The storied, iconic universe of Mortal Kombat is one with countless fans and at least a passing interest from most gamers. I wasn’t there for its debut in the 90s, but in picking up Mortal Kombat: Deception in 2004, I was immediately hooked. The fights were brutal, the characters looked badass, and the ‘Krypt’ mode in particular had me playing for countless hours. It was also an early experience with complex storytelling in a game, where characters had depth and history with one another. It’s why I, and many others, keep coming back to the series with each new installment and why the prospect of a film adaptation is a lucrative one. Mortal Kombat has always had a cinematic flair to it, one that films have never quite been able to capture.
Paul W.S. Anderson’s Mortal Kombat from 1995 is something of a cult classic and generally liked by the fanbase, but mired with whitewashing and only the simplest reflection of the franchise’s real potential. This is about 100x worse in Mortal Kombat: Annihilation, the infamous sequel that is personally enjoyable for its sheer absurdity, but fails on almost every level as an adaptation. I say almost because what’s so hard to take away from any iteration of Mortal Kombat is its baseline cool factor and fascinating characters. Maybe that’s just the nerd in me talking, but it’s hard to divest from this franchise, no matter how ridiculous or bad it gets.
Which brings us to the latest Mortal Kombat, resurrected by Warner Bros. and helmed by newcomer Simon McQuoid with the promise of a true adaptation, with respect to the lore and gore of its signature name. It succeeds on one of those fronts, but not quite the other. Mortal Kombat, from the opening scene all the way until the end, wants you to know it’s made by realheads for realheads, with absurd gore and accurate character histories, but lacks any real interest in telling a good story.
The film begins beautifully with a retelling of Scorpion and Sub-Zero’s origin as mortal enemies, but quickly switches gears to tell the story of its new protagonist, Cole Young. This is the film’s first and most fundamental misstep. In a desire to create new eyes and ears for audiences unfamiliar with the Mortal Kombat universe, it pushes them away from the most interesting characters. However, this isn’t the fault of Lewis Tan, who is charming in the role of Cole and has a physicality that lends a great deal of believability and brutality to all of his action scenes.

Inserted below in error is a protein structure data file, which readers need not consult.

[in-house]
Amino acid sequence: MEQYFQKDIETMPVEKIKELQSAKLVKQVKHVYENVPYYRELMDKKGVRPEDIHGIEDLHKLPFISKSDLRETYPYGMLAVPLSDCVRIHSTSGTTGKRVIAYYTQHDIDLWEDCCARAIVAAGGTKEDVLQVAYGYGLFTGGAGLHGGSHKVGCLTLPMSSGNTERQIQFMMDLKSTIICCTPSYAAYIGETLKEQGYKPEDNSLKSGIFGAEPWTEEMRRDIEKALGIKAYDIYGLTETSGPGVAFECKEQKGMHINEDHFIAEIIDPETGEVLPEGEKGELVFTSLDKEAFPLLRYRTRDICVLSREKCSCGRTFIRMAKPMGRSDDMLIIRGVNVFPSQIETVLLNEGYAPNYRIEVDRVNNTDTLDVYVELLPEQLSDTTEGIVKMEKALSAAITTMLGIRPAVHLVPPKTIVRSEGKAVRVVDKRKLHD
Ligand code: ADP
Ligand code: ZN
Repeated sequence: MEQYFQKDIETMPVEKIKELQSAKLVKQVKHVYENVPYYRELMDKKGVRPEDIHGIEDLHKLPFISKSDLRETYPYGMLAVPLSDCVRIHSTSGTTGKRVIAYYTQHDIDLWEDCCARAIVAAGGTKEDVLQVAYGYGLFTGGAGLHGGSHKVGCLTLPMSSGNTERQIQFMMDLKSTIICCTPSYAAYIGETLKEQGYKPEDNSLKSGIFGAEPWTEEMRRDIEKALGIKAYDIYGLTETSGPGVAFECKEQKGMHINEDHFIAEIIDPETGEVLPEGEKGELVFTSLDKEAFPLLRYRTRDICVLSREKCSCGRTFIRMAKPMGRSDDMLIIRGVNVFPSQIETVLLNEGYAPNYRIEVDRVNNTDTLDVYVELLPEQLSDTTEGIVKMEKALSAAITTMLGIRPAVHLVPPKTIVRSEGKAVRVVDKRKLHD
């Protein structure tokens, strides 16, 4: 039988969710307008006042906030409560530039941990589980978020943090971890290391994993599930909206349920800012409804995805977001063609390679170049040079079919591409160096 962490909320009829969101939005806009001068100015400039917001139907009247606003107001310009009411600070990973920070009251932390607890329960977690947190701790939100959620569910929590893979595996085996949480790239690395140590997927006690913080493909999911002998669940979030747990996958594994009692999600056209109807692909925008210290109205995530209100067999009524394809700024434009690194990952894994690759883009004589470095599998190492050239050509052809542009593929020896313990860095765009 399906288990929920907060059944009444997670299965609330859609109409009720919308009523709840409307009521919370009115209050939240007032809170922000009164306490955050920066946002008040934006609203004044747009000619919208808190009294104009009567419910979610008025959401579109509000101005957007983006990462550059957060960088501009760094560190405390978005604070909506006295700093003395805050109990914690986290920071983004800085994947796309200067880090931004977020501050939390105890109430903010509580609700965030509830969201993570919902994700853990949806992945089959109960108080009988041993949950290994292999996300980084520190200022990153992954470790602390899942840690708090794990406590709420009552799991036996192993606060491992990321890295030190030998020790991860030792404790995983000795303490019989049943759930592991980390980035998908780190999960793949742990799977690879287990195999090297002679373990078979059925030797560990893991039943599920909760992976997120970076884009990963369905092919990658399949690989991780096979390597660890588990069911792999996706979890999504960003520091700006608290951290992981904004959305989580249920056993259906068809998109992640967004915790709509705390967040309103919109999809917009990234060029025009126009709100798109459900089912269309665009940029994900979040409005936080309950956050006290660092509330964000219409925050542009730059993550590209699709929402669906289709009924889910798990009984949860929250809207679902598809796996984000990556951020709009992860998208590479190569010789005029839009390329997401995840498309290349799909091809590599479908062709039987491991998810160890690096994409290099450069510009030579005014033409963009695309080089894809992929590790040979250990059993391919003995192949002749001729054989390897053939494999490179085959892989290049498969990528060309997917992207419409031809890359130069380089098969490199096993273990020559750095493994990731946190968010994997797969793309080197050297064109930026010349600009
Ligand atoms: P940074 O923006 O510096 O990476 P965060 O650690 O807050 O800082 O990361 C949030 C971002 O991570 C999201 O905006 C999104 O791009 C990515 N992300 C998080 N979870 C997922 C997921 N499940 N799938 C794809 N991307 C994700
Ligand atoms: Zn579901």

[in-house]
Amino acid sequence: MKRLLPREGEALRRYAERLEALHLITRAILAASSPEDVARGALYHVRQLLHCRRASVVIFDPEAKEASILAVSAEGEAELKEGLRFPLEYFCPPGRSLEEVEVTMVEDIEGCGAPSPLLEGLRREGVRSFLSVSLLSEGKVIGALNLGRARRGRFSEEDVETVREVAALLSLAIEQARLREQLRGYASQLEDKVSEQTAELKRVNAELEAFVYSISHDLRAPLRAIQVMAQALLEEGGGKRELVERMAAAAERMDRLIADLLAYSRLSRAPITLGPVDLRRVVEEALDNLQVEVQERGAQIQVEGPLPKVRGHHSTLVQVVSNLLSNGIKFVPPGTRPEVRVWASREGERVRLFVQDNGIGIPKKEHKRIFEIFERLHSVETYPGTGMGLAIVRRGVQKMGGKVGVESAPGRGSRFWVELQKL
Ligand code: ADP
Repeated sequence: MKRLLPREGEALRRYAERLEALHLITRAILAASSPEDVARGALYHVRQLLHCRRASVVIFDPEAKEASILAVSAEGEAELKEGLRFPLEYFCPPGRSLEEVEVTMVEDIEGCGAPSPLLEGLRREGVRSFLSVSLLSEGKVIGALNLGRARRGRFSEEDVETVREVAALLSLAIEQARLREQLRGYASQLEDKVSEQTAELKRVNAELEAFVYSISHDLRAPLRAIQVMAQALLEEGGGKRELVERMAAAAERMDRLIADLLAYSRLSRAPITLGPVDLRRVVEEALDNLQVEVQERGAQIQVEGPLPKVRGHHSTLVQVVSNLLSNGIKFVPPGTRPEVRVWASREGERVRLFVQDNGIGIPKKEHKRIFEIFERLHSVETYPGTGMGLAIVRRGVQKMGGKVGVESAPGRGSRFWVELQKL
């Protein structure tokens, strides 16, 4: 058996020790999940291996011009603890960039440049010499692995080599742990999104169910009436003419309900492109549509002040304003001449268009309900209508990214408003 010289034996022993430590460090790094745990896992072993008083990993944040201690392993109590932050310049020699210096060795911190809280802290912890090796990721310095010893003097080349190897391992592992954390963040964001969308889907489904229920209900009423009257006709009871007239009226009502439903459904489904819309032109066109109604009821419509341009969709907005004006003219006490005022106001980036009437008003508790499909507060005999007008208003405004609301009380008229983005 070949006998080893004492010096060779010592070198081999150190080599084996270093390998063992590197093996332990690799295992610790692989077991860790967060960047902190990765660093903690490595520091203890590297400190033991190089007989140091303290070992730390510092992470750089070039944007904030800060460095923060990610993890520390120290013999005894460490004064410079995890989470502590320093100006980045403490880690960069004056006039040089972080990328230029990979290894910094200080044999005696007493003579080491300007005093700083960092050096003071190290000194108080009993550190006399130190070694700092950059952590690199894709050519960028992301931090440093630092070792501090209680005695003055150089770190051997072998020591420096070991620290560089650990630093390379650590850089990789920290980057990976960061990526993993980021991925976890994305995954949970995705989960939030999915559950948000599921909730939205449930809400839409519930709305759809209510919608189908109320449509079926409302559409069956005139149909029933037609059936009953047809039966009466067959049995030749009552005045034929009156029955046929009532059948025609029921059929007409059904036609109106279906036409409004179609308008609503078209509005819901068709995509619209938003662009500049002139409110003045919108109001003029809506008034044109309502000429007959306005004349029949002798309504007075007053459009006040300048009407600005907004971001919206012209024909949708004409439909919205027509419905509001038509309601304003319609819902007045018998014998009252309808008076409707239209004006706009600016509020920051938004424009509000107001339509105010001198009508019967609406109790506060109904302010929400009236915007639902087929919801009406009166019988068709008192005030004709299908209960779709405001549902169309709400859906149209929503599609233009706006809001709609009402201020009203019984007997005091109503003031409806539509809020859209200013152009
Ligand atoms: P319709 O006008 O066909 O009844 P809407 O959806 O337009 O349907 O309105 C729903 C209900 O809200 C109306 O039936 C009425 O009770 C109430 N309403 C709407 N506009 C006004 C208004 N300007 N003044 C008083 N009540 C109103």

You just can’t help but wonder how much more interesting a movie centered on Liu Kang or Scorpion could have been. Mortal Kombat promises a series of films, bound to further explore fan favorite characters, but Scorpion and Sub-Zero are the marquee names for this one and its bewildering that we’re given so little time and development towards them. When they’re there, they’re great, but it doesn’t feel like enough. This decision was surely done for the sake of not wanting to confuse audiences and to save them for sequels, yet it’s a choice that even the newest Mortal Kombat fans will find frustrating.
What saves Mortal Kombat from being a complete failure is the simple fact that it’s pretty fun. The history of these characters and their relationships is well-conveyed and intriguing, if only skin deep. As mentioned before, making the lead an original character was a misstep, but Lewis Tan gives the role his all and has a star quality that can easily go far in future films. Hiroyuki Sanada’s work as Scorpion, though not explored nearly enough, is well realized and performed with equal parts nuance and brutality, making the deepest impression of anyone in the film. A personal favorite is Joe Taslim as Sub-Zero, making for an incredibly cool and compelling villain, showcasing the film’s best action beats.
Which brings us to this adaptation’s greatest accomplishment, the action. If you’re headed into Mortal Kombat with the sole desire to see brutal, bloody fatalities and well-choreographed action, you’ll get what you came for. It’s pretty much a f*cking hoot watching Sub-Zero freeze someone’s blood and use it as a weapon, or Liu Kang doing his signature flying kick to ridiculous effect. The film is filled to the brim with references to the games and lore, even the gameplay itself getting a playful jab in the form of a character spamming the same attack against an opponent. It’s all very knowing and fun stuff that makes the film so conflicting as both a fan of Mortal Kombat and just a fan of good movies. Good fun can only get you so far before flaws in a film’s construction make it impossible to truly love.
Even the film’s most fun aspects become tainted by filmmaking slips, with clean-cut action sequences devolving into a mess of cuts and poor visual storytelling. It spends so much time spinning its wheels and setting up the world only to fly past any real emotional catharsis or arc resolution into its action-packed finale. It’s a film so confident in future sequels that it pays little mind to its own story or emotional intelligence. There is so much potential here and that the film largely succeeds in building its foundation is what makes it all the more frustrating that it doesn’t ultimately deliver on its promise of the world-ending tournament. It leaves you wanting more in a way that is less “that was great!” and more “… was that it?”
As the first film in an expected franchise, Mortal Kombat isn’t the flawless victory fans or newcomers are hoping for. You can only hope its promised sequel devotes as much time to its character and story as it does referential fun and action.